Conversation and Brain Development

By now, you may have seen the viral video of comedian D.J. Pryor and his 18-month old son sitting on their couch having a little chat.  If not, check out the video here:

While the father-son duo is adorable and the video is good for a laugh, it is also an example of parent-child interaction that is beneficial to a child’s brain development.  Really!  A recent study from York University showed that infants who are exposed to adult conversation have greater cognitive abilities.  The study found a link between children who heard higher quantities of adult speech and their nonverbal reasoning and linguistic development.  The researchers also found that children who interacted with adults who used a diverse vocabulary knew a greater variety of words themselves.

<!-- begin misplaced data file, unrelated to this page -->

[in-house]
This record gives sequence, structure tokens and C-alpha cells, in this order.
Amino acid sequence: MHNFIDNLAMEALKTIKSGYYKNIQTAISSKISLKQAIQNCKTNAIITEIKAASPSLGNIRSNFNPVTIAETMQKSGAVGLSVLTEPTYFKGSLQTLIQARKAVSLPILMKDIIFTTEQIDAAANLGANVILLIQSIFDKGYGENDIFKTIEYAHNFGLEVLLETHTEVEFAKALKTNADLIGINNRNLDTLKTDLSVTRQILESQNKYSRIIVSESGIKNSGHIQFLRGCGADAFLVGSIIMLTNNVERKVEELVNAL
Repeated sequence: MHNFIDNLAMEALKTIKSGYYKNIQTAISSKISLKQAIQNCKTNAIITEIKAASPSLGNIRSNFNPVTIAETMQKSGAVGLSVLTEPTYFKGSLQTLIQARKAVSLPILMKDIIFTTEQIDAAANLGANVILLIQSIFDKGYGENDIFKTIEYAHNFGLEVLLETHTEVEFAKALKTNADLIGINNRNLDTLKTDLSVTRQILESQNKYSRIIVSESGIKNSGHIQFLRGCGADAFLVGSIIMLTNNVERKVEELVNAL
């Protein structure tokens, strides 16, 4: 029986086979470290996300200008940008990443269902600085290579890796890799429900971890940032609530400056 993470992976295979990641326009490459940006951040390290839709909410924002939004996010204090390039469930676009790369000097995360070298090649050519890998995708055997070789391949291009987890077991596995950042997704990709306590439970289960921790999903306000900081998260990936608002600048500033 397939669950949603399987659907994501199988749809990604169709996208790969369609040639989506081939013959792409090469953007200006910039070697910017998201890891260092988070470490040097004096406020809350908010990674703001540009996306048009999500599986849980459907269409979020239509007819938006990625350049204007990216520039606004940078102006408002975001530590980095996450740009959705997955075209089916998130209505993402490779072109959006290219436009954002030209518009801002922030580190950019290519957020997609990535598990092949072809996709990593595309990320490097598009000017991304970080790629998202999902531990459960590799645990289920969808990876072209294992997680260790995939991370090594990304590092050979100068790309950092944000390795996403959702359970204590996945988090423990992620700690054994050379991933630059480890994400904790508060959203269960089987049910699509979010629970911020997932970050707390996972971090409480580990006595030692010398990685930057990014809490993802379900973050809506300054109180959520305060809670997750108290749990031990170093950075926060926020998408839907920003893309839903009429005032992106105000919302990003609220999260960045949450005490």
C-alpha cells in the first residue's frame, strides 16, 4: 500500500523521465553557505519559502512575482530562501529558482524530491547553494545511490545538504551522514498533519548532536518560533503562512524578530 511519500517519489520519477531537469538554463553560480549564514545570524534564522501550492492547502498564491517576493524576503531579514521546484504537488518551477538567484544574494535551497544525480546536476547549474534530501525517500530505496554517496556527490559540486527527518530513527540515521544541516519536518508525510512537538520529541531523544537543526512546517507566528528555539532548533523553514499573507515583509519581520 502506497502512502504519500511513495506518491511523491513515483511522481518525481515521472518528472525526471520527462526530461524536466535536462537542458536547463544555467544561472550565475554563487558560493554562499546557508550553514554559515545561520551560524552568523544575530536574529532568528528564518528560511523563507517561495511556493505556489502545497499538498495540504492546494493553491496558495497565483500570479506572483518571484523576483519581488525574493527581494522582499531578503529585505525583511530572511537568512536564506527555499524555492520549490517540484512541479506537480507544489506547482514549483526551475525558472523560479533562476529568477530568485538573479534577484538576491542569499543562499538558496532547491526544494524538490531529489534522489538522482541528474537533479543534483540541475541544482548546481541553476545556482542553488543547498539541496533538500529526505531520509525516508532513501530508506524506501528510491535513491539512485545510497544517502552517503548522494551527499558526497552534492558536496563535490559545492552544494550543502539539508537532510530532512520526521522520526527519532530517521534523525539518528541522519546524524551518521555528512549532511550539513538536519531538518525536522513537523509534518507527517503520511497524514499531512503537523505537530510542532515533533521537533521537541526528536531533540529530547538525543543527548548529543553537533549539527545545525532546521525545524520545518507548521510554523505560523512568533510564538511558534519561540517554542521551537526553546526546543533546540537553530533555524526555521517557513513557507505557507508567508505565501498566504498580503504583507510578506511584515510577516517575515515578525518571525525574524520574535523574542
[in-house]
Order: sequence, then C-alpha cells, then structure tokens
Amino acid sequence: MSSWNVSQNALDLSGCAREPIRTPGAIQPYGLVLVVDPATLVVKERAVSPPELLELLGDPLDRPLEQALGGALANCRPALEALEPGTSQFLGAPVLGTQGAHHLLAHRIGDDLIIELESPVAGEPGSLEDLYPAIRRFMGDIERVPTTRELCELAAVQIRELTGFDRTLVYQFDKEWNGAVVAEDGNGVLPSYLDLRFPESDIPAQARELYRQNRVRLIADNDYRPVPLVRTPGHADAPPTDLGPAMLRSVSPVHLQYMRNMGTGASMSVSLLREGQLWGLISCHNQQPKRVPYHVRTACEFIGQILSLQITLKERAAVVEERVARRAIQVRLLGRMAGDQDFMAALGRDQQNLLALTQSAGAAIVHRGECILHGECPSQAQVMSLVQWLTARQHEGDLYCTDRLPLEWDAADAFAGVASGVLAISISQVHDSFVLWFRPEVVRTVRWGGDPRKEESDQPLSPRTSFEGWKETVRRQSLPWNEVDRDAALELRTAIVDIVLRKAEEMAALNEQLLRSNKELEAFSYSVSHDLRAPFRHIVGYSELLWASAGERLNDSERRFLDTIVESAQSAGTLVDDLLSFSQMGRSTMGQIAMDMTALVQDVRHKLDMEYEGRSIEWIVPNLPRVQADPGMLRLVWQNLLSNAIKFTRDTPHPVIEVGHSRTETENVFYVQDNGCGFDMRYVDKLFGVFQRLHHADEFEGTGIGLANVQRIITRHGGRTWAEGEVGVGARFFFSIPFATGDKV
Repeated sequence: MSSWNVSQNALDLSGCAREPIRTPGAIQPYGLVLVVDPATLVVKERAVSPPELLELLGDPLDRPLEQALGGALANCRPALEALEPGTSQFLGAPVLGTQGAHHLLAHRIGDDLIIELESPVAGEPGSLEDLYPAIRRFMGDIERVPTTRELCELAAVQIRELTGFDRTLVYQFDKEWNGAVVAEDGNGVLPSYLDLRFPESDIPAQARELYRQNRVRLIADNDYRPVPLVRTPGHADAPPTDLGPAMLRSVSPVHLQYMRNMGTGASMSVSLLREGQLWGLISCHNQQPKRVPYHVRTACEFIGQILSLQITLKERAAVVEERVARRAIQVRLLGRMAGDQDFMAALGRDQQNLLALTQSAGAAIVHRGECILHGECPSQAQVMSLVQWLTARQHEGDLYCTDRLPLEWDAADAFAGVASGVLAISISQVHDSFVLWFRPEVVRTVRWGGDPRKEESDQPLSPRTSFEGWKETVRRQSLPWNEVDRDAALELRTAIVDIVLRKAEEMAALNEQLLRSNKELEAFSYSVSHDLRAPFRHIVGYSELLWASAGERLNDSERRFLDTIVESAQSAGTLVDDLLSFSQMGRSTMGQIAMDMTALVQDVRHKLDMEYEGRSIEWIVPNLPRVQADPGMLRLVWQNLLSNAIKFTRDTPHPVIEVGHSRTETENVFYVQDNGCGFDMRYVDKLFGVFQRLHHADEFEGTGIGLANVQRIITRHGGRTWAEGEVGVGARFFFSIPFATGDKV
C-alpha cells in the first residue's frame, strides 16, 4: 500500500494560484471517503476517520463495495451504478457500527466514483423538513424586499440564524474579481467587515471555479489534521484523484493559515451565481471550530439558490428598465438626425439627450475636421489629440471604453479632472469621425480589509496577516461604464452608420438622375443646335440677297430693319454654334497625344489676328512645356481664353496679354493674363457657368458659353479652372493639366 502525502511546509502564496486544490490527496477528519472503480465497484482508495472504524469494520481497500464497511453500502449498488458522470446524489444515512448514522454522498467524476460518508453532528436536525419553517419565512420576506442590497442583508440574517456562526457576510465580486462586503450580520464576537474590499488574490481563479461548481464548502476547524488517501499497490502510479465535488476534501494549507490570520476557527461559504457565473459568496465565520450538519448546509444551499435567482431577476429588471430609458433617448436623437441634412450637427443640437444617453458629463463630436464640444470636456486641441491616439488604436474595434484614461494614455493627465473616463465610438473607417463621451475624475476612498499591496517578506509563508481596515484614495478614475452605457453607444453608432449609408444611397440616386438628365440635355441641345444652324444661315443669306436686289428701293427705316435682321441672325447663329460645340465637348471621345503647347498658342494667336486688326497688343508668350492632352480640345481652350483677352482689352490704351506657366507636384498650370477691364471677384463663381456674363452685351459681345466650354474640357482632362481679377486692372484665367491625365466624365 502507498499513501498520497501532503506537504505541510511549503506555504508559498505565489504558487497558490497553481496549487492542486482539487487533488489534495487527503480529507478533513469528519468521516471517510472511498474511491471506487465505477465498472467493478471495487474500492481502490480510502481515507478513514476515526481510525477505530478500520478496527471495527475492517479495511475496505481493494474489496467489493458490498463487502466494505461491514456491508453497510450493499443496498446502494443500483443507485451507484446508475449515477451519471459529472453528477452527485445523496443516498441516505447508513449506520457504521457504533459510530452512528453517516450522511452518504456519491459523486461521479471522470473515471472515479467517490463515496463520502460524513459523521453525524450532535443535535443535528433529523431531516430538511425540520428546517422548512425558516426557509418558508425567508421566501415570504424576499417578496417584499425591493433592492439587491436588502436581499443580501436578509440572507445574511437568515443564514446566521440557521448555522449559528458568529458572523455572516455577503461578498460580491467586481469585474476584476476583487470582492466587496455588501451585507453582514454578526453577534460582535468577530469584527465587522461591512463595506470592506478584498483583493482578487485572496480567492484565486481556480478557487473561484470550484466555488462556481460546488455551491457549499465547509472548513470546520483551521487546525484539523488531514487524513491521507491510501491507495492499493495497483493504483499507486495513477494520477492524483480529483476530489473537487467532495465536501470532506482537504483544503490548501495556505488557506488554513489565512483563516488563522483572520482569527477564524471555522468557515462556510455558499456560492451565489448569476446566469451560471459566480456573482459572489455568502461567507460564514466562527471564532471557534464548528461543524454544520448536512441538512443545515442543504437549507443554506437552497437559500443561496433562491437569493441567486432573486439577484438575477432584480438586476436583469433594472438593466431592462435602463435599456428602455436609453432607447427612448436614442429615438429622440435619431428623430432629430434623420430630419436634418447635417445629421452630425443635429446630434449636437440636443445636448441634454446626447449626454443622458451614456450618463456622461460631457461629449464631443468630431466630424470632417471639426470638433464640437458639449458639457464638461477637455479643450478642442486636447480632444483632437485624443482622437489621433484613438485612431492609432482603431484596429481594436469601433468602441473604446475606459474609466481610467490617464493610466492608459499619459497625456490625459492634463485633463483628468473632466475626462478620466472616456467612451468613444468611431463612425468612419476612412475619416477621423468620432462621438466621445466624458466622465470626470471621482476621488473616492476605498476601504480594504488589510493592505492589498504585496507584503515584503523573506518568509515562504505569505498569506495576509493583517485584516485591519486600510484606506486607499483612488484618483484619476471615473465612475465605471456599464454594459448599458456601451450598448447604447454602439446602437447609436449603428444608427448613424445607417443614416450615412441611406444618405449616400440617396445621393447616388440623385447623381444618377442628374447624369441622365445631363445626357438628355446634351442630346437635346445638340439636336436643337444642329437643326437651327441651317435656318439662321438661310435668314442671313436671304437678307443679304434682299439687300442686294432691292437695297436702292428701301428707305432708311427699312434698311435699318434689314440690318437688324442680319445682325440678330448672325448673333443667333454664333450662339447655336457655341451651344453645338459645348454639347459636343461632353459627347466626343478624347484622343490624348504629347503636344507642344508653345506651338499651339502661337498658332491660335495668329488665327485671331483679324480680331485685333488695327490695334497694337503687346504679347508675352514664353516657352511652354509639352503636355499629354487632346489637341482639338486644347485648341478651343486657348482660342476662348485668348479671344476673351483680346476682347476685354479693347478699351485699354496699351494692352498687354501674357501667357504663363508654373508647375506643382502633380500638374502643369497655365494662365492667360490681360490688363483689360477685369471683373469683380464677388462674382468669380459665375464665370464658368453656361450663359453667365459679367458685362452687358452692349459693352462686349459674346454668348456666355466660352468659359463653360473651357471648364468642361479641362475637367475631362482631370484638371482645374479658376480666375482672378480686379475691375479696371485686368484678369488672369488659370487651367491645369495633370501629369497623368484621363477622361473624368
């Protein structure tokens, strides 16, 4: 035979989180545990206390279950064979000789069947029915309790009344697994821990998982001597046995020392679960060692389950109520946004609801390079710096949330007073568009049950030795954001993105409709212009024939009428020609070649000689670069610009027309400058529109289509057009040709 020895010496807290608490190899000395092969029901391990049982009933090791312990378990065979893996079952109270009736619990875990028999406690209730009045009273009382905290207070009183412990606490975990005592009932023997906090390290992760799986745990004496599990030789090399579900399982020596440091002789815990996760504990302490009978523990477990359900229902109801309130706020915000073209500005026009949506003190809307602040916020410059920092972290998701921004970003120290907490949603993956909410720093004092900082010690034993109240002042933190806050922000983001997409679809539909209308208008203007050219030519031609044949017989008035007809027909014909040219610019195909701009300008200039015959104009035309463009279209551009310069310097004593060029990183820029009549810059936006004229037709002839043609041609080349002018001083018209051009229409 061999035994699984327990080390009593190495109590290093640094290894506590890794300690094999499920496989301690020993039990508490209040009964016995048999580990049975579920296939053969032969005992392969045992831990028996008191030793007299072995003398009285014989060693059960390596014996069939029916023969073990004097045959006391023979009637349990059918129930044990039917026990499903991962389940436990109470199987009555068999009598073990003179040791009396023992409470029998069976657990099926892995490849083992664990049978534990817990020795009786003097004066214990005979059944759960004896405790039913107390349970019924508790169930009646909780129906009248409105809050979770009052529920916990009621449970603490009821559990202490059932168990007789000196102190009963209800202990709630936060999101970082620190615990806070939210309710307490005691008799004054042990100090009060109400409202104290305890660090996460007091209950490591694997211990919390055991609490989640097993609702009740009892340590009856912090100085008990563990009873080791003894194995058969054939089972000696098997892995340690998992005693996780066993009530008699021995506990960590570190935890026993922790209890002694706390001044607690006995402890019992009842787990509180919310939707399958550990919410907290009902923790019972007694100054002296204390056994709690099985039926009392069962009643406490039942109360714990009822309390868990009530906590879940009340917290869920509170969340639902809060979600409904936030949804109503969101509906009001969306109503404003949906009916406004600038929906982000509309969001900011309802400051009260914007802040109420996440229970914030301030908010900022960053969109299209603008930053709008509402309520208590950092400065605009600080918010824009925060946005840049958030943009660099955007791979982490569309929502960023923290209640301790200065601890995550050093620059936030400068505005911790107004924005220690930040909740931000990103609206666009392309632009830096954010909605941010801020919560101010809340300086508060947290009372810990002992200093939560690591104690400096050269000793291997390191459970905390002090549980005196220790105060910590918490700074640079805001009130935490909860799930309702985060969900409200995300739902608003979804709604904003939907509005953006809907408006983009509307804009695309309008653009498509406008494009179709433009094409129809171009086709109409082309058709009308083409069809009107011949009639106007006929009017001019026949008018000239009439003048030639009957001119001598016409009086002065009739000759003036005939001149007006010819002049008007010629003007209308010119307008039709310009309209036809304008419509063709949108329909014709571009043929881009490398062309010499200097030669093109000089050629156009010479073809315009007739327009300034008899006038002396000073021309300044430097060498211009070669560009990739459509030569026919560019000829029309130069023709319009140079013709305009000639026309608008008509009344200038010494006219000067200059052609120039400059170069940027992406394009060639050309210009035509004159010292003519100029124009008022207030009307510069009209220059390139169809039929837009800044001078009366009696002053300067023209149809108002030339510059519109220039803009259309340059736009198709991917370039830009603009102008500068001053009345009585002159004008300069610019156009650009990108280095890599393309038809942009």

In another study, MIT scientists found that conversation between an adult and a child appears to change the child’s brain, and that these “conversational turns” actually accounted for more of the differences in brain physiology and language skills than just exposure to more words.  These studies suggest that by regularly engaging in conversations with their young children, parents can positively influence their children’s brain and language development.

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